Uncle Roger is basically All my Chinese Uncles. And my dad, who regularly berated me for not having the heat high enough when I cooked in front of him growing up. “Are you frying that, or stewing it?!” he’d yell over the din of the range hood fan, shaking his head.
Dad recently sent me this article on wok hei (“breath of the wok”), which mentioned Uncle Roger’s now-famous YouTube video from July. This was the first I’d ever heard of Uncle Roger — that’s what being off social media does to a person — and though I don’t love all his videos or everything about him, I love how much Uncle Roger makes me think about my own Chinese heritage, and everything I’ve learned about being Chinese from my dad.
Dad can’t be bothered to watch Uncle Roger’s videos. “They’re too long,” he says. My (white, and very competent cooker of Chinese cuisine) mom, however, is always keen to know what the heck my brother Adam and I area talking about on our family Hangouts. So I told her I’d send her a list of Uncle Roger videos to watch, in order, as the humor definitely builds on itself.
Here’s that list, for Mom and anyone else who hasn’t yet discovered the joy that is Uncle Roger!
Uncle Roger: the videos to watch, in order
This is the one that started it all in July, when comedian Nigel Ng released a video of his character Uncle Roger reacting to an episode of BBC Food:
As someone who occasionally makes money as a professional presenter (meaning: I get paid to act out scripts representing the ideas of my employer, not myself), I really feel for Hersha Patel! The recipe was BBC’s, not hers, alas.
I’m also not a huge fan of the misogyny — “My God, WOMAN!” — though sadly, this is pretty authentic if my Chinese uncles are anything to go by.
Fortunately for Hersha, she gets a chance to redeem herself… sort of? Uncle Roger visits her house, where she makes him HER fried rice recipe:
I prefer punching up, so to speak. Jamie Oliver gets what he deserves in this video. I’m going to make a bold statement here and say that even without Uncle Roger’s commentary, any self-respecting cooker of Chinese cuisine would be horrified by much of what goes on here:
Gordon Ramsay might be a raging asshole but he does appear to make a decent egg fried rice. I personally question the authenticity / practicality of using of TWO woks, even if Uncle Roger gives him points for that:
Adam (even later than me to the Uncle Roger party!) wanted to know if Uncle Roger has reviewed Nat’s What I Reckon… I’d never heard of the guy, but as soon as Adam started describing him — “Australian, long hair, tattoos and piercings, swears a lot, he’s actually a really good chef” — I was able to confirm: Yes! And for the love of food, please say NO to frying in sesame oil:
I’m impressed with people’s creativity when it comes to Uncle Roger memes, or as Uncle Roger pronounces it, “Mee-mees”.
When will Uncle Roger make his own egg fried rice?
Is Uncle Roger racist?
I’m curious, why do you ask? Is it because you’re worried Uncle Roger is perpetuating racist Asian stereotypes?
An important distinction here is that Nigel IS Asian, and that Uncle Roger is a very nuanced presentation of people well known to him, me, and so many other Asian fans. There are a few cringey moments for me, mostly in terms of both Nigel’s own and Uncle Roger’s view of women.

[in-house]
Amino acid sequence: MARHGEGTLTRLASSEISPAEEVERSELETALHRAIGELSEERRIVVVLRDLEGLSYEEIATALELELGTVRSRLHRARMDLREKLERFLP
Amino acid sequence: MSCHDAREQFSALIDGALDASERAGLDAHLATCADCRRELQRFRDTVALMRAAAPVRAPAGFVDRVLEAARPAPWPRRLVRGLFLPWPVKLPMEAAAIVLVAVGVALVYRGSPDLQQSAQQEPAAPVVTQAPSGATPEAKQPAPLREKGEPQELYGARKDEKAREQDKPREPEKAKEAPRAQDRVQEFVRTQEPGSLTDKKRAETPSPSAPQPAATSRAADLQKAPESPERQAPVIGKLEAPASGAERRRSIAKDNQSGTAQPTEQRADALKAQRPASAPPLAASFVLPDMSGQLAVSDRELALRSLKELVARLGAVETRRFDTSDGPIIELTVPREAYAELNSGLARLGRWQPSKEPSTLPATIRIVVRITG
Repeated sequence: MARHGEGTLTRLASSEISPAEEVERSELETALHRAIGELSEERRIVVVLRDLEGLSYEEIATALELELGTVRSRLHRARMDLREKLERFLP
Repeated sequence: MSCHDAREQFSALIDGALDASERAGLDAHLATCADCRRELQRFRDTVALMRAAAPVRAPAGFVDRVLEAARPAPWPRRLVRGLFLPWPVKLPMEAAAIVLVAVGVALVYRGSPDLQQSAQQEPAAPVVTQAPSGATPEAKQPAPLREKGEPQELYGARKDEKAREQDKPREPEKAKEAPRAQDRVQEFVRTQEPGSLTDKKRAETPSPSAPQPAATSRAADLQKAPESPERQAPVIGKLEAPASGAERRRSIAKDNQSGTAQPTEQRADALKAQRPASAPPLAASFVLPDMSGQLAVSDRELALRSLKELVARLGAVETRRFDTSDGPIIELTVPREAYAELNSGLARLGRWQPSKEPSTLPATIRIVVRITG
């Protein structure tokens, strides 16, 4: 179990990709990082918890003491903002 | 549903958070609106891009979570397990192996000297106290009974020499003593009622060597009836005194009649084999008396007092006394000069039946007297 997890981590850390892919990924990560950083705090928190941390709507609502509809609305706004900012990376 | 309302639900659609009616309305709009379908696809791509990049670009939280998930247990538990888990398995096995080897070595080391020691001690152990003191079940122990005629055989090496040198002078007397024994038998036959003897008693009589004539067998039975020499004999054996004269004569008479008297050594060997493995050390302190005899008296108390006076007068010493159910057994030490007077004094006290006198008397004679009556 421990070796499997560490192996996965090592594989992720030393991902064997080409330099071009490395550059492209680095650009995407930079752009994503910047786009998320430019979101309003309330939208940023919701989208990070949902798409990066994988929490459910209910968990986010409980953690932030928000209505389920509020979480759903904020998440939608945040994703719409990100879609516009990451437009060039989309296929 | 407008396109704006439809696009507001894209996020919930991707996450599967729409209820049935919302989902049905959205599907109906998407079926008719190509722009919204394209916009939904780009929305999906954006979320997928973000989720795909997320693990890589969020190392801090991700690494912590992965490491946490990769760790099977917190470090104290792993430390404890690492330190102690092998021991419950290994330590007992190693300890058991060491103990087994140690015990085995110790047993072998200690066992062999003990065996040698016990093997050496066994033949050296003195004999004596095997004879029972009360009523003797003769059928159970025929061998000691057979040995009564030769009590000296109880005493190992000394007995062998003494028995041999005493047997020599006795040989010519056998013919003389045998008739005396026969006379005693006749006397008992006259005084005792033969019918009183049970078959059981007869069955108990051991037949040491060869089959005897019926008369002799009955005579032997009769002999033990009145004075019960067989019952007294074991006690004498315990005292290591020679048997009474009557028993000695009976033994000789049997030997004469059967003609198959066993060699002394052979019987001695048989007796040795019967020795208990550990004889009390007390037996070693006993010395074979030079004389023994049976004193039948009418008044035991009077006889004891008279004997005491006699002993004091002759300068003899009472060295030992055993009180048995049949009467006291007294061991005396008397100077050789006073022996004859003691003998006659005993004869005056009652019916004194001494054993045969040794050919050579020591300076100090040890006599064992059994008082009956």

But for the most part, I love how well he nails so many aspects of a culture, accent, and attitude familiar to me from my father’s side of the family. And I find him MUCH less offensive than some other Asian comics who are, in my opinion, pandering to a white crowd and doing a lot more harm than good when it comes to shaping that audience’s view of Asian people.
If a white person were doing Uncle Roger? That would be a different story.
“The difference between them doing it and me doing is that my version is rooted in my experience growing up in Asia, which is celebratory. And the fact that it’s the Asian community who enjoys [my comedy] the most.”Nigel Ng in Vice Magazine
Here’s more of what Nigel himself has to say:
“If people view the video, and they see just a stereotype, then there’s not much I can do to change your opinion, right?,” says Ng. “But if you actually see the things, listen to the things I say and if you catch the little details and stuff, and you go to Asia and you’re like, ‘Oh shit, Uncle Roger does that!’… Hopefully, people will get it, as they get to know more Asian people. Plus, I think a majority of my fans, or at least half my fans, are Asians from Asia. They see their uncles reflected in Uncle Roger. They see their parents reflected in him.”Nigel Ng in Variety
You can also listen to him and his long-time friend Evelyn Mok discuss such topics in this episode of their podcast, Rice to Meet You, starting at around the 34:24 mark:
There’s a lot to unpack with regard to culinary appropriation of Asian food by white people (there are so many other articles I could have linked to, maybe that’s a future post), not to mention anti-Asian racism in general. Case in point: Nigel himself got punched recently by a random stranger on the street in an episode of of what he believes was COVID-related racism. Ugh.
So how DO you cook fried rice?
According to the podcast above, Evelyn’s dad very much inspired the Uncle Roger character… and he used to be a chef! She filmed him making his fried rice, and it’s pretty much exactly how both Dad AND Mom make fried rice, with a few exceptions: frozen peas and shredded iceberg lettuce instead of carrots, a bit of oyster sauce in addition to light soy sauce, no MSG. Add a TINY bit of roasted sesame oil right at the end, and serve with spicy fermented bean paste.
This video makes me super homesick, as I’ve often thought we should film Dad making all our favorite Chinese family recipes. Maybe one day, if international travel is ever a thing again.
Thanks, Mom and Dad, for teaching us how to cook proper Chinese food! ❤